4. Melt 1 tablespoon butter in a large nonstick pan over medium heat. Add garlic and saute for 30 seconds, to flavor the butter. Arrange artichoke halves cut-side down in a pan. Saute over medium heat for about 5-6 minutes or until lightly browned. Move artichokes around a few times while cooking. Turn over, add 1 tablespoon butter and move around to melt. Continue cooking for about 5 -6 minutes until browned. Turn artichokes over and cook for 1 additional minute.

5. Remove artichokes from heat. Sprinkle with a little pepper and garlic powder, if desired

Serves 4 (each serving, ½ artichoke)

Healthy Benefits

Artichokes are low in calories, with only 68 calories for one medium cooked globe. They are naturally fat-free and a good source of fiber, potassium, and magnesium.

Garlic promotes circulation and lowers cholesterol. It also contains sulfur compounds that may prevent cancer growth.

Shopping Tips

Look for artichokes that are deep green and heavy for their size. Store them unwashed in a plastic bag in the fridge for up to four days.

Prep Tips

To save time, there’s no need to snip the sharp tips from the artichoke leaves with scissors, as often advised. Those thorny parts will soften during cooking. They do look better when trimmed so I usually trim them when serving for company.

Artichokes discolor when they come in contact with uncoated aluminum and cast iron. Cook them in a nonstick pot or stainless steel pot.

WW Freestyle SmartPoints
1- Blue
WW SmartPoints
1- Green

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I've had this recipe at a cafe similar to the one in Whole Foods and loved it. So, I wanted to make it. After reading some of the poor reviews, I made the following changes with excellent results: 1. Cooked the artichoke hearts (Trader Joe's frozen) according to the package directions BEFORE sauteing them. Drained well. 2. I added fresh spinach to the recipe (5 oz pkg. next time Iɽ use 10 oz). Poured some oil over the spinach and coated it before putting it into the pan. 3. Put about 2 Tbs oil into the pan and sauted about 2 large cloves of garlic chopped fine for a few minutes on med/low. Did not allow to brown. Added the spinach, and then the artichokes. 4. Saute for about 8 minutes or so. Added salt about half-way in. I didn't use parsley b/c I just didn't want it. I didn't feel that it needed lemon probably b/c the artichokes were properly cooked. I had this for breakfast and it was delish!

I agree with the cook from Portland below - the frozen artichoke hearts were flavorless and tough (I used the ones from Trader Joes). My family ate it with a brave face but no one said much. I won't make again.

Frozen artichoke hearts at Trader Joe's. $2.99 for 12oz bag. A nice side dish with the lamb burgers. Next time I'll add more garlic and finish with a squeeze of lemon juice.

Maybe it was the brand of frozen artichokes (Birds Eye C&W), but they were kind of bitter, a little tough in places, and just kind of bland. Maybe the recipe could do with more garlic. Maybe some lemon? I'm not going to try it again, though. Frozen artichokes are too expensive (almost $5/box!) for their quality. Iɽ rather have fresh vegetables, anyway.

I simmered 2 cloves garlic (grated on microplane)in 1 TB.olive oil for 5 minutes making sure it didn't brown added canned drained artichokes raised heat and cooked until water evaporated and it browned slightly and added 1 TB chopped parsley. Husband really liked. Great for a busy weeknight dinner.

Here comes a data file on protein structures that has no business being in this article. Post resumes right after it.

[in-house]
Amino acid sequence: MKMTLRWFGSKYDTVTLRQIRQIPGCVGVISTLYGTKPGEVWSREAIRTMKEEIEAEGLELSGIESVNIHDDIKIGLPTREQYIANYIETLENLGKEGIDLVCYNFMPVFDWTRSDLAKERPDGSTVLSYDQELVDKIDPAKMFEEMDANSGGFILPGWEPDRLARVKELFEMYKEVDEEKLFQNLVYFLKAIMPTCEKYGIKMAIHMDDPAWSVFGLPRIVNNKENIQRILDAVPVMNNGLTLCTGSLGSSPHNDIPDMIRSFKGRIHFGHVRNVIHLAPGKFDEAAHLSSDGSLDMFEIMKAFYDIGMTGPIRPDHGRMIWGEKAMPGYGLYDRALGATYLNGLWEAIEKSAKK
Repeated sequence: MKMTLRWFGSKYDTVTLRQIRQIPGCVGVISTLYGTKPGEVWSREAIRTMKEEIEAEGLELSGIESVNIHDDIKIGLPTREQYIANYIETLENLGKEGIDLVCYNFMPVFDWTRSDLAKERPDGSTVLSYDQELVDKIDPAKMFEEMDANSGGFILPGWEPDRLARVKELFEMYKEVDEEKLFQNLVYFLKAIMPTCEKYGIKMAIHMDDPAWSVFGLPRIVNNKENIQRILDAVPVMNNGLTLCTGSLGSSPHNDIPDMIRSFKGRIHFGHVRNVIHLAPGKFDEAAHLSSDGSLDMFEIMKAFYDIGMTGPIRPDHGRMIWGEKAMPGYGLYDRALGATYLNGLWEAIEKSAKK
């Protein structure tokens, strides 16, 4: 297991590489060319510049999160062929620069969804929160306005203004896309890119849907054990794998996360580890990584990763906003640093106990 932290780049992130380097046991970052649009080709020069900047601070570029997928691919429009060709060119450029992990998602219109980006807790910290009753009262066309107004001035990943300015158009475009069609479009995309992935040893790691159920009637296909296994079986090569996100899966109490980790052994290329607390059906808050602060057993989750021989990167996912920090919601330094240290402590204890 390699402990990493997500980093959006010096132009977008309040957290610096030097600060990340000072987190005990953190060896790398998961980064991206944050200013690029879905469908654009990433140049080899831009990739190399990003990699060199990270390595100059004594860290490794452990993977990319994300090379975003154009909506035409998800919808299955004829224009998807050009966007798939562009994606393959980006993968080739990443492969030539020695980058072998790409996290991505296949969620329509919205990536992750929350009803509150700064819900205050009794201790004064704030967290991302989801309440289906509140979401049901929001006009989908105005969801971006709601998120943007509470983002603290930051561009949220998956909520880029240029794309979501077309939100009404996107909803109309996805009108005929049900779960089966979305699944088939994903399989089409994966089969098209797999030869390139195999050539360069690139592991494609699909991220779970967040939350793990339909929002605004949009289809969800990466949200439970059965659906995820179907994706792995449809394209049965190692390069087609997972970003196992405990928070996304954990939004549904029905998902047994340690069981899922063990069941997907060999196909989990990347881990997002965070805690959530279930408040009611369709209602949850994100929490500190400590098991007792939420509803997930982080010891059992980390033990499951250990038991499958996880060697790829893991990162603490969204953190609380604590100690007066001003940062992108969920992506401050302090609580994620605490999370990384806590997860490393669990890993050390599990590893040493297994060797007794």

Taking other reviewers suggestions, I also added extra garlic, parsley, cheese, salt and simmered it in white wine. I still found it to be very bland.

I read all the reviews, and used canned ɼhokes drained well. I toasted the garlic in the oil then sauteed the ɼhokes til golden. We grated Parmesan on top and loved it! A great alternative to potatoes or other starchy sides. Didnt care about a lot of liquid-just the toasty ɼhokes.

This is a good, simple side dish. It is easy to cut in half, which I do since there are only two of us. Goes great with rice pilaf and a grilled chop what could be an easier week night meal? You can also add butter and serve this over linguini or similar pasta. YUM!

I only had a 12oz bag of artichokes, so I stretched the recipe by adding a celery root, diced and boiled until tender, and some chopped jarred red pepper. Sauteed it all in olive oil and butter, then added some white wine & covered it to simmer until absorbed. Granted, my mother's favorite foods are artichokes and celery, but she said it was the best vegetable dish possible.

It seems as if this recipe is missing ingredients. I used frozen artichokes, as the recipe asked, and did not thaw in a colander, and there was no liquid to simmer. Maybe some white wine or lemon juice would have helped. I added some butter and more olive oil, and once they were nearly done I also added sun dried tomatoes and pine nuts. Still, it was disappointing.

A classic. I use canned artichoke hearts, but kept the rest the same. So good, everyone loves it.

I was disappointed in this recipe. It was mediocre at best. Maybe some white wine would have helped it out.

As one who is not a cook, but willing to experiment in the kitchen. this was fantastic!! Followed the recipe and added to it. After cooking those babies, I breaded them(italian) and covered them with parmesan cheese and baked for another 10 minutes @350.

VERY quick and easy! Made a very nice side dish.

Certainly quick and easy. I had to use canned artichokes, so I think the broth was prob more watery as a result. Seems more like a pasta sauce than a true side dish.

Very good - don't be shy with the garlic!

If you like artichokes, this is a delicious way to make them. I had canned artichokes on hand and it was fine providing you rinse very well to rid that metal taste. You could even increase oil or add butter and chicken stock and serve over linguini. Delicious!